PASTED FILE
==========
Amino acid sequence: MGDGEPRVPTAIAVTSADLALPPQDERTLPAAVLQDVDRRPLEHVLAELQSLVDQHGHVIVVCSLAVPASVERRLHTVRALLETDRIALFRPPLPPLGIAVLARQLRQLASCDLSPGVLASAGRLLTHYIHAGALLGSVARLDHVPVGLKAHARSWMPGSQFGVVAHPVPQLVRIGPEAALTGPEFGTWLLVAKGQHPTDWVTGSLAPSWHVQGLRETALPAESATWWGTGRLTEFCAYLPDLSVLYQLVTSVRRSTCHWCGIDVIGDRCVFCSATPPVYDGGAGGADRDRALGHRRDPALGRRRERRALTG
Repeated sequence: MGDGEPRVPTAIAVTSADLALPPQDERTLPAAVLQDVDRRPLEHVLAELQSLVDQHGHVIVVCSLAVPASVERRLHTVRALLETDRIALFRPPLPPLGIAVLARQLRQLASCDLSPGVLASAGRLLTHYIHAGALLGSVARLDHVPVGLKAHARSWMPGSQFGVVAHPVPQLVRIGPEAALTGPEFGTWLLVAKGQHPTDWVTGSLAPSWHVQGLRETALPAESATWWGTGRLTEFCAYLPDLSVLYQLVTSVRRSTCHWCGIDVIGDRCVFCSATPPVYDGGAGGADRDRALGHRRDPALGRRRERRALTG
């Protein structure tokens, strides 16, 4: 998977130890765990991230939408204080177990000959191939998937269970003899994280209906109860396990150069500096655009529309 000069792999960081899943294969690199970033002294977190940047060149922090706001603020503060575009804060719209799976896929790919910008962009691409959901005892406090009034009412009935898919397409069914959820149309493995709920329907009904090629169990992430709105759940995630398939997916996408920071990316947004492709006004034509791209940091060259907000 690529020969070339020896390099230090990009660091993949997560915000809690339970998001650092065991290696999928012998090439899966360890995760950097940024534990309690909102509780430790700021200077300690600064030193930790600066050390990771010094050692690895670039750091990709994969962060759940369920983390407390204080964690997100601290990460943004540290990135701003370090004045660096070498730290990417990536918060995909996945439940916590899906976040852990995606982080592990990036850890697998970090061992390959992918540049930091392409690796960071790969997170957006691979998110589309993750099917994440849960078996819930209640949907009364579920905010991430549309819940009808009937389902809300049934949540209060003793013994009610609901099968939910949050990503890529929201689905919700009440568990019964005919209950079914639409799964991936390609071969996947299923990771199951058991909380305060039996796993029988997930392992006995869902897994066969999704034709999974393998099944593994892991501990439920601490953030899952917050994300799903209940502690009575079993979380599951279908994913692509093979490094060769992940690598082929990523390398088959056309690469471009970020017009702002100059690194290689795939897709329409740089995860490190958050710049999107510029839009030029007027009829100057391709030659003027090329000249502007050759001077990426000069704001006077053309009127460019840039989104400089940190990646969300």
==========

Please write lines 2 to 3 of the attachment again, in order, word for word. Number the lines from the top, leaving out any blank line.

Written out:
Repeated sequence: MGDGEPRVPTAIAVTSADLALPPQDERTLPAAVLQDVDRRPLEHVLAELQSLVDQHGHVIVVCSLAVPASVERRLHTVRALLETDRIALFRPPLPPLGIAVLARQLRQLASCDLSPGVLASAGRLLTHYIHAGALLGSVARLDHVPVGLKAHARSWMPGSQFGVVAHPVPQLVRIGPEAALTGPEFGTWLLVAKGQHPTDWVTGSLAPSWHVQGLRETALPAESATWWGTGRLTEFCAYLPDLSVLYQLVTSVRRSTCHWCGIDVIGDRCVFCSATPPVYDGGAGGADRDRALGHRRDPALGRRRERRALTG
């Protein structure tokens, strides 16, 4: 998977130890765990991230939408204080177990000959191939998937269970003899994280209906109860396990150069500096655009529309 000069792999960081899943294969690199970033002294977190940047060149922090706001603020503060575009804060719209799976896929790919910008962009691409959901005892406090009034009412009935898919397409069914959820149309493995709920329907009904090629169990992430709105759940995630398939997916996408920071990316947004492709006004034509791209940091060259907000 690529020969070339020896390099230090990009660091993949997560915000809690339970998001650092065991290696999928012998090439899966360890995760950097940024534990309690909102509780430790700021200077300690600064030193930790600066050390990771010094050692690895670039750091990709994969962060759940369920983390407390204080964690997100601290990460943004540290990135701003370090004045660096070498730290990417990536918060995909996945439940916590899906976040852990995606982080592990990036850890697998970090061992390959992918540049930091392409690796960071790969997170957006691979998110589309993750099917994440849960078996819930209640949907009364579920905010991430549309819940009808009937389902809300049934949540209060003793013994009610609901099968939910949050990503890529929201689905919700009440568990019964005919209950079914639409799964991936390609071969996947299923990771199951058991909380305060039996796993029988997930392992006995869902897994066969999704034709999974393998099944593994892991501990439920601490953030899952917050994300799903209940502690009575079993979380599951279908994913692509093979490094060769992940690598082929990523390398088959056309690469471009970020017009702002100059690194290689795939897709329409740089995860490190958050710049999107510029839009030029007027009829100057391709030659003027090329000249502007050759001077990426000069704001006077053309009127460019840039989104400089940190990646969300």